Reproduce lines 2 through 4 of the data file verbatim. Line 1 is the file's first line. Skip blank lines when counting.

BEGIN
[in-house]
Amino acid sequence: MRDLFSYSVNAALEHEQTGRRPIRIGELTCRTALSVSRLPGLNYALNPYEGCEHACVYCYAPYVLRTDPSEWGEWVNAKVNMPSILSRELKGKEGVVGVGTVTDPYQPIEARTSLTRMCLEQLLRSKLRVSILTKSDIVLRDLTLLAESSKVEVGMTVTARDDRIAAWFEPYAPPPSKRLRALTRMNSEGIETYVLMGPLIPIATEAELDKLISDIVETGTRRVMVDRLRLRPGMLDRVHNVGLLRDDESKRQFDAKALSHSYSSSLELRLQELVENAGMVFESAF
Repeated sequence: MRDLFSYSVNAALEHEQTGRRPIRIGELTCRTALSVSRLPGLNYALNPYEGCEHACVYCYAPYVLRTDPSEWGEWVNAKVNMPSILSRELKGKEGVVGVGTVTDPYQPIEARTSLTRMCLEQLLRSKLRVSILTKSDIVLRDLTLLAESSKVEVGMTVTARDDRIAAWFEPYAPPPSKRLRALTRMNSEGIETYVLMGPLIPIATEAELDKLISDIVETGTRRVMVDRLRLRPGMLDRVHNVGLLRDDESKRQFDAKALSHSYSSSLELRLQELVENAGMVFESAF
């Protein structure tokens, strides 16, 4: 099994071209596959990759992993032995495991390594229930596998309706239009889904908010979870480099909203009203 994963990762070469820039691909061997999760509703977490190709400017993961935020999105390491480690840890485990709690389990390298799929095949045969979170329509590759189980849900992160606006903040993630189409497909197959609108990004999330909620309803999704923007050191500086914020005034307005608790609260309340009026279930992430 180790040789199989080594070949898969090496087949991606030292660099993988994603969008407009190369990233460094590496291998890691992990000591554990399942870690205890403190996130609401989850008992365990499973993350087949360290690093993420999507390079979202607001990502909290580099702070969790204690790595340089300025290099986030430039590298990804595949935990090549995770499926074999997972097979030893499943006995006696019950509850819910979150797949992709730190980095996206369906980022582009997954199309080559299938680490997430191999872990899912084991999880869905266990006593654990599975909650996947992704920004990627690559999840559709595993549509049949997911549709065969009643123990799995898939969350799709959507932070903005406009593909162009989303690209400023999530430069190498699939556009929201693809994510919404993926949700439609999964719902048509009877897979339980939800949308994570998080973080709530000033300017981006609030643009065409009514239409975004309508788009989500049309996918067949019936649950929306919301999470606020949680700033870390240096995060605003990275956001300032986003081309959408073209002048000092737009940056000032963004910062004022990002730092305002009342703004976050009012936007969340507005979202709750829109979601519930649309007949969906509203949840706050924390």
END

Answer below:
Amino acid sequence: MRDLFSYSVNAALEHEQTGRRPIRIGELTCRTALSVSRLPGLNYALNPYEGCEHACVYCYAPYVLRTDPSEWGEWVNAKVNMPSILSRELKGKEGVVGVGTVTDPYQPIEARTSLTRMCLEQLLRSKLRVSILTKSDIVLRDLTLLAESSKVEVGMTVTARDDRIAAWFEPYAPPPSKRLRALTRMNSEGIETYVLMGPLIPIATEAELDKLISDIVETGTRRVMVDRLRLRPGMLDRVHNVGLLRDDESKRQFDAKALSHSYSSSLELRLQELVENAGMVFESAF
Repeated sequence: MRDLFSYSVNAALEHEQTGRRPIRIGELTCRTALSVSRLPGLNYALNPYEGCEHACVYCYAPYVLRTDPSEWGEWVNAKVNMPSILSRELKGKEGVVGVGTVTDPYQPIEARTSLTRMCLEQLLRSKLRVSILTKSDIVLRDLTLLAESSKVEVGMTVTARDDRIAAWFEPYAPPPSKRLRALTRMNSEGIETYVLMGPLIPIATEAELDKLISDIVETGTRRVMVDRLRLRPGMLDRVHNVGLLRDDESKRQFDAKALSHSYSSSLELRLQELVENAGMVFESAF
């Protein structure tokens, strides 16, 4: 099994071209596959990759992993032995495991390594229930596998309706239009889904908010979870480099909203009203 994963990762070469820039691909061997999760509703977490190709400017993961935020999105390491480690840890485990709690389990390298799929095949045969979170329509590759189980849900992160606006903040993630189409497909197959609108990004999330909620309803999704923007050191500086914020005034307005608790609260309340009026279930992430 180790040789199989080594070949898969090496087949991606030292660099993988994603969008407009190369990233460094590496291998890691992990000591554990399942870690205890403190996130609401989850008992365990499973993350087949360290690093993420999507390079979202607001990502909290580099702070969790204690790595340089300025290099986030430039590298990804595949935990090549995770499926074999997972097979030893499943006995006696019950509850819910979150797949992709730190980095996206369906980022582009997954199309080559299938680490997430191999872990899912084991999880869905266990006593654990599975909650996947992704920004990627690559999840559709595993549509049949997911549709065969009643123990799995898939969350799709959507932070903005406009593909162009989303690209400023999530430069190498699939556009929201693809994510919404993926949700439609999964719902048509009877897979339980939800949308994570998080973080709530000033300017981006609030643009065409009514239409975004309508788009989500049309996918067949019936649950929306919301999470606020949680700033870390240096995060605003990275956001300032986003081309959408073209002048000092737009940056000032963004910062004022990002730092305002009342703004976050009012936007969340507005979202709750829109979601519930649309007949969906509203949840706050924390």